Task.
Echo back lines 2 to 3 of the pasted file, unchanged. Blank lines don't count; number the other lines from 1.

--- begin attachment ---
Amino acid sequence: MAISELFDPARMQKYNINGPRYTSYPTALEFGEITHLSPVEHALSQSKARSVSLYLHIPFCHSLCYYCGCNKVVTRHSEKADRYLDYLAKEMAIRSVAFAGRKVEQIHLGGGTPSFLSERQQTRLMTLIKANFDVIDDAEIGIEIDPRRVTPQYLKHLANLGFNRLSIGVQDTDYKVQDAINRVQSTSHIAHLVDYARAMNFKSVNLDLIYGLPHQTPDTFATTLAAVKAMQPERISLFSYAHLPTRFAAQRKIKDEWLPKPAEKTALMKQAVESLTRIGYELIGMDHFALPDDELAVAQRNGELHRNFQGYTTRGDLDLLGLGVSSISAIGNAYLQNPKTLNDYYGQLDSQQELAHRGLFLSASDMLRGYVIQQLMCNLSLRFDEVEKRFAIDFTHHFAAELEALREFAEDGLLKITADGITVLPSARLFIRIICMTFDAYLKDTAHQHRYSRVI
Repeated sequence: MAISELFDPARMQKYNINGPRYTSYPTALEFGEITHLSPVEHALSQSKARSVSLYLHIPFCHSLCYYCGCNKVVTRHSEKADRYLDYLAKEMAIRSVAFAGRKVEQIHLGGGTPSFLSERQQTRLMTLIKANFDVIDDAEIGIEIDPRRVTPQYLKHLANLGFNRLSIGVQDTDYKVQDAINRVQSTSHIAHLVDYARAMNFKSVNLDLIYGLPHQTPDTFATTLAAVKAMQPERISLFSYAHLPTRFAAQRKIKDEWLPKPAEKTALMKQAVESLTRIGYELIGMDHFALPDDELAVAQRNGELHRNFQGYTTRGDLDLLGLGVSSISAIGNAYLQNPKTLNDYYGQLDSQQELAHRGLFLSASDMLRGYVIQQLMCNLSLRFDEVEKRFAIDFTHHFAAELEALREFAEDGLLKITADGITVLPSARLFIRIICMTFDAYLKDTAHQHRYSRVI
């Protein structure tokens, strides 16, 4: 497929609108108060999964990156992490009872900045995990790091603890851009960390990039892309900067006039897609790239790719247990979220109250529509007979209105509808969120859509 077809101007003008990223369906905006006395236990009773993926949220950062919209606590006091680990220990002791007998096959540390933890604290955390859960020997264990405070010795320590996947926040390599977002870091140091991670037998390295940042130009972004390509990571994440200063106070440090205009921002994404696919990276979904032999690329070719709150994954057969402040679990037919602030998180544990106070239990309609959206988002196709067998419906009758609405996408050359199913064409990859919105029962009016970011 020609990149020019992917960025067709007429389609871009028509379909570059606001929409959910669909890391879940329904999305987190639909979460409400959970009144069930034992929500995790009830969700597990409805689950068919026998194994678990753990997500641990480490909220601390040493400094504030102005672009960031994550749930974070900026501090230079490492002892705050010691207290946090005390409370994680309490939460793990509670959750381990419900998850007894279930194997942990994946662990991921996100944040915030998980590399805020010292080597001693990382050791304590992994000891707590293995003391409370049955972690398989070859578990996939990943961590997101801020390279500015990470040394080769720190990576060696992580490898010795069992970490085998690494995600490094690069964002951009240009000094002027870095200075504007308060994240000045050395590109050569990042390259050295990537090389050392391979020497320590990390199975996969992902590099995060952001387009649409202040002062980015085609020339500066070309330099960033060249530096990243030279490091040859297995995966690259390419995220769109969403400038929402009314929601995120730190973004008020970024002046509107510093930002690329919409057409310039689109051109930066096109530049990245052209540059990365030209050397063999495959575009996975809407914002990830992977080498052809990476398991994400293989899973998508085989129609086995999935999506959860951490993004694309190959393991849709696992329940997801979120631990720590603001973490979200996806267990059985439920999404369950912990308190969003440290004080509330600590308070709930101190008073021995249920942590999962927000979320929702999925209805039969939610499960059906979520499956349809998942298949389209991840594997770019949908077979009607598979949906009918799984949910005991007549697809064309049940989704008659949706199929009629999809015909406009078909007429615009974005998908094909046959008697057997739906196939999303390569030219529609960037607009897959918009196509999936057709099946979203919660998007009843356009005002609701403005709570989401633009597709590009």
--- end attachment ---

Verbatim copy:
Repeated sequence: MAISELFDPARMQKYNINGPRYTSYPTALEFGEITHLSPVEHALSQSKARSVSLYLHIPFCHSLCYYCGCNKVVTRHSEKADRYLDYLAKEMAIRSVAFAGRKVEQIHLGGGTPSFLSERQQTRLMTLIKANFDVIDDAEIGIEIDPRRVTPQYLKHLANLGFNRLSIGVQDTDYKVQDAINRVQSTSHIAHLVDYARAMNFKSVNLDLIYGLPHQTPDTFATTLAAVKAMQPERISLFSYAHLPTRFAAQRKIKDEWLPKPAEKTALMKQAVESLTRIGYELIGMDHFALPDDELAVAQRNGELHRNFQGYTTRGDLDLLGLGVSSISAIGNAYLQNPKTLNDYYGQLDSQQELAHRGLFLSASDMLRGYVIQQLMCNLSLRFDEVEKRFAIDFTHHFAAELEALREFAEDGLLKITADGITVLPSARLFIRIICMTFDAYLKDTAHQHRYSRVI
């Protein structure tokens, strides 16, 4: 497929609108108060999964990156992490009872900045995990790091603890851009960390990039892309900067006039897609790239790719247990979220109250529509007979209105509808969120859509 077809101007003008990223369906905006006395236990009773993926949220950062919209606590006091680990220990002791007998096959540390933890604290955390859960020997264990405070010795320590996947926040390599977002870091140091991670037998390295940042130009972004390509990571994440200063106070440090205009921002994404696919990276979904032999690329070719709150994954057969402040679990037919602030998180544990106070239990309609959206988002196709067998419906009758609405996408050359199913064409990859919105029962009016970011 020609990149020019992917960025067709007429389609871009028509379909570059606001929409959910669909890391879940329904999305987190639909979460409400959970009144069930034992929500995790009830969700597990409805689950068919026998194994678990753990997500641990480490909220601390040493400094504030102005672009960031994550749930974070900026501090230079490492002892705050010691207290946090005390409370994680309490939460793990509670959750381990419900998850007894279930194997942990994946662990991921996100944040915030998980590399805020010292080597001693990382050791304590992994000891707590293995003391409370049955972690398989070859578990996939990943961590997101801020390279500015990470040394080769720190990576060696992580490898010795069992970490085998690494995600490094690069964002951009240009000094002027870095200075504007308060994240000045050395590109050569990042390259050295990537090389050392391979020497320590990390199975996969992902590099995060952001387009649409202040002062980015085609020339500066070309330099960033060249530096990243030279490091040859297995995966690259390419995220769109969403400038929402009314929601995120730190973004008020970024002046509107510093930002690329919409057409310039689109051109930066096109530049990245052209540059990365030209050397063999495959575009996975809407914002990830992977080498052809990476398991994400293989899973998508085989129609086995999935999506959860951490993004694309190959393991849709696992329940997801979120631990720590603001973490979200996806267990059985439920999404369950912990308190969003440290004080509330600590308070709930101190008073021995249920942590999962927000979320929702999925209805039969939610499960059906979520499956349809998942298949389209991840594997770019949908077979009607598979949906009918799984949910005991007549697809064309049940989704008659949706199929009629999809015909406009078909007429615009974005998908094909046959008697057997739906196939999303390569030219529609960037607009897959918009196509999936057709099946979203919660998007009843356009005002609701403005709570989401633009597709590009």